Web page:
TechInPacific – It is used daily and usually, but we don’t often remember that they are there: finance tools. They have been working as the supported system underlying our lives, connecting one link to another, moving money, handing money, and helping us to budget.
Nevertheless, the finance system, owned by people with low income is not as special as those who have a high income. It is important to understand that the benefit of financial inclusion is not only needing the perspective from different segments and customer context but also asking the customer perspective from various economic and finance backgrounds. How do they feel about using the formal finance service? Do they receive benefits, such as greater physical safety, less stress, or a higher income? These kinds of question are the focal point of CGAP’s Theory of Change, representing various channel where the financial service helping poor people to improve their wellbeing in every individual condition and context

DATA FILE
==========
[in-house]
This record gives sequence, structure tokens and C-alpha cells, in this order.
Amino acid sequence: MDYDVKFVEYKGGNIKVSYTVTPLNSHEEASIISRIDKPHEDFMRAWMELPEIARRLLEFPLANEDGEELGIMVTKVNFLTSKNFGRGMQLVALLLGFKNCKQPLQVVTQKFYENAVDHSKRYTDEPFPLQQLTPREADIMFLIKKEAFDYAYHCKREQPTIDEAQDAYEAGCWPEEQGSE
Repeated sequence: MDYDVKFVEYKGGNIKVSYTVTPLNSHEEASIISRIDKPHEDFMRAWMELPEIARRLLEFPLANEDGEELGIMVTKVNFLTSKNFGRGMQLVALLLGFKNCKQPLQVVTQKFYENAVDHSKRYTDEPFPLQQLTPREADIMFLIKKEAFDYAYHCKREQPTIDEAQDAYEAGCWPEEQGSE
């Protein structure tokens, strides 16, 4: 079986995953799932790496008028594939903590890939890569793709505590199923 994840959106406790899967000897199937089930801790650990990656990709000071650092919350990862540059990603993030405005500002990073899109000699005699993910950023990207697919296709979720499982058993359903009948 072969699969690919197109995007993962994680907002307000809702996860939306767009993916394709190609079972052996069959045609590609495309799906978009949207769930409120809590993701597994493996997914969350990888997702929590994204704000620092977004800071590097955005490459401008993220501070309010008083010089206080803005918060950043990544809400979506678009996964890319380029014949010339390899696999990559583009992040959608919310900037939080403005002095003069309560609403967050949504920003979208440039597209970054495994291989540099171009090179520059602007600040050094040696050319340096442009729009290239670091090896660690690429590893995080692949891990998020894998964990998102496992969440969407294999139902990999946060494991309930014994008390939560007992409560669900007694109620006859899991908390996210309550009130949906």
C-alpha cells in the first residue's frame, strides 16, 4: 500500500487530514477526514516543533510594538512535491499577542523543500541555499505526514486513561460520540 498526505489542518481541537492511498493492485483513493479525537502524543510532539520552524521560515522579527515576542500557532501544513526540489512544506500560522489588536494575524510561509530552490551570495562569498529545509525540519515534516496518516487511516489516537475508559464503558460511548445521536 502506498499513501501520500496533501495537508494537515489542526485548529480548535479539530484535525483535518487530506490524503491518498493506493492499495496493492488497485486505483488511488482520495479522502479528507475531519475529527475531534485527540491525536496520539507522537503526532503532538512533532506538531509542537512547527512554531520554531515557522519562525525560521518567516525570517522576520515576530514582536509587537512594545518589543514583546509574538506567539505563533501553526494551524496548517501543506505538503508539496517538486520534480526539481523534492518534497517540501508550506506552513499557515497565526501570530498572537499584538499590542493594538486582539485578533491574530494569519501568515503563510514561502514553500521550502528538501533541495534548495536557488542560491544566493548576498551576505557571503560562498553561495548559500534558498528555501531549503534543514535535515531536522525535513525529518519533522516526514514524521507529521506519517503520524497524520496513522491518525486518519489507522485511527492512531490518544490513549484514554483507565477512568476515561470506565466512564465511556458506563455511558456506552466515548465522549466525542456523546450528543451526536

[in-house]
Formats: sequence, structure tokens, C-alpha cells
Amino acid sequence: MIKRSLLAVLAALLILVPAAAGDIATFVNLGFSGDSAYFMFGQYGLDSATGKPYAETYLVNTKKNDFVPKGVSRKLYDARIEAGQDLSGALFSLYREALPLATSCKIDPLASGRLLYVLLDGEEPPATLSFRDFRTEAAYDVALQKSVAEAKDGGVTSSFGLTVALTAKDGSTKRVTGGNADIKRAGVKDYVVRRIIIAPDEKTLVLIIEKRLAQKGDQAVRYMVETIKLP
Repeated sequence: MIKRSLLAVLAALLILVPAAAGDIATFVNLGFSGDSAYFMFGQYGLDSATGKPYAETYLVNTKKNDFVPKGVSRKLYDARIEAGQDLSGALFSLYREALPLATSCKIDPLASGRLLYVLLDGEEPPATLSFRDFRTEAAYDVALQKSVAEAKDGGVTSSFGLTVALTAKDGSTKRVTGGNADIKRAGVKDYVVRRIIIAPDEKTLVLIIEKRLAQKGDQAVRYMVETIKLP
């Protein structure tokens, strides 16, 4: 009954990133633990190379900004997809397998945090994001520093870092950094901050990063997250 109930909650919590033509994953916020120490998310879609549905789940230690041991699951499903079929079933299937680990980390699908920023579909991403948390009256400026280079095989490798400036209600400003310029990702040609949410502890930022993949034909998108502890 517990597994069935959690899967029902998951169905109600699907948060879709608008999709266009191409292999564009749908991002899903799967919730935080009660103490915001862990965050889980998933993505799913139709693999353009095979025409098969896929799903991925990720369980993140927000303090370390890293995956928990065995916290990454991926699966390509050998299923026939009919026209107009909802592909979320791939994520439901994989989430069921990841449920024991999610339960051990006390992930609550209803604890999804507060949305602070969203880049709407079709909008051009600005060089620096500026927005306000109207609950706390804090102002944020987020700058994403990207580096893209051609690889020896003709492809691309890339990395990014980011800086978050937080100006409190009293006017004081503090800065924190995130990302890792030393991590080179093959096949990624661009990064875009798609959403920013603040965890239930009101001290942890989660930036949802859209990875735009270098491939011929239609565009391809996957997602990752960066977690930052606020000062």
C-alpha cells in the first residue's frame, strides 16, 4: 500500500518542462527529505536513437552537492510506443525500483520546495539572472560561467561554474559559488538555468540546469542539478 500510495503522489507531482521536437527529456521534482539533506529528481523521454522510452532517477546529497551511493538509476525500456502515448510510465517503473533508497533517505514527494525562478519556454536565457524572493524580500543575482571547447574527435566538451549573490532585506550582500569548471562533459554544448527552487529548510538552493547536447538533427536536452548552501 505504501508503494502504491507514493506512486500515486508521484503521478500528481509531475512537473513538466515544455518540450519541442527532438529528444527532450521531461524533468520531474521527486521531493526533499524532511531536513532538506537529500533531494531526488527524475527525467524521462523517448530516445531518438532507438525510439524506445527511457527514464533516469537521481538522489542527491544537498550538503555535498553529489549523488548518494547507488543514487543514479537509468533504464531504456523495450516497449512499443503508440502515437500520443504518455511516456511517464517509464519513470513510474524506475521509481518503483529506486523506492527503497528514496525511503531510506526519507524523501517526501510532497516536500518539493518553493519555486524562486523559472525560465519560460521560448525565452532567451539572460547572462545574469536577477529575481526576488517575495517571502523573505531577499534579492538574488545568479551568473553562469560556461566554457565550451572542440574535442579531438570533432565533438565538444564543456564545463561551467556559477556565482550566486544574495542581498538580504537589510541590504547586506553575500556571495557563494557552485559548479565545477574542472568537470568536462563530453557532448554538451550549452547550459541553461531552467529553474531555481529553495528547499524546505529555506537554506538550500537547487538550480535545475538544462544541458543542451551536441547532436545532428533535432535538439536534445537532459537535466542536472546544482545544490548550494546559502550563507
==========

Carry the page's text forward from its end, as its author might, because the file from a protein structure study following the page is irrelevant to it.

To help lighten the pathway that refers to the use of certain financial services, the UNCDF Impact Pathways method is designed. This is created to advantage users’ experience and as the potential contribution overtime. To determine people who utilized financial products in different modes, the UNCDF Impact Pathways method uses transaction and balance. Moreover, to measure how they perceive the benefit of using financial services, this method uses data surveys to gain information.
It is mentioned by many experts in these sectors that financial service does not give maximal influence to SDG without other participation. Besides, financial service often becomes a part of an intervention that endeavors to reduce poverty, as is the case of many poverty programs.
Research conducted by Impact Pathways demonstrated that consumers consider digital financial tools because they have benefits ranging from environment, product, and pathways. The result is showing how the tools have benefits for people with low income.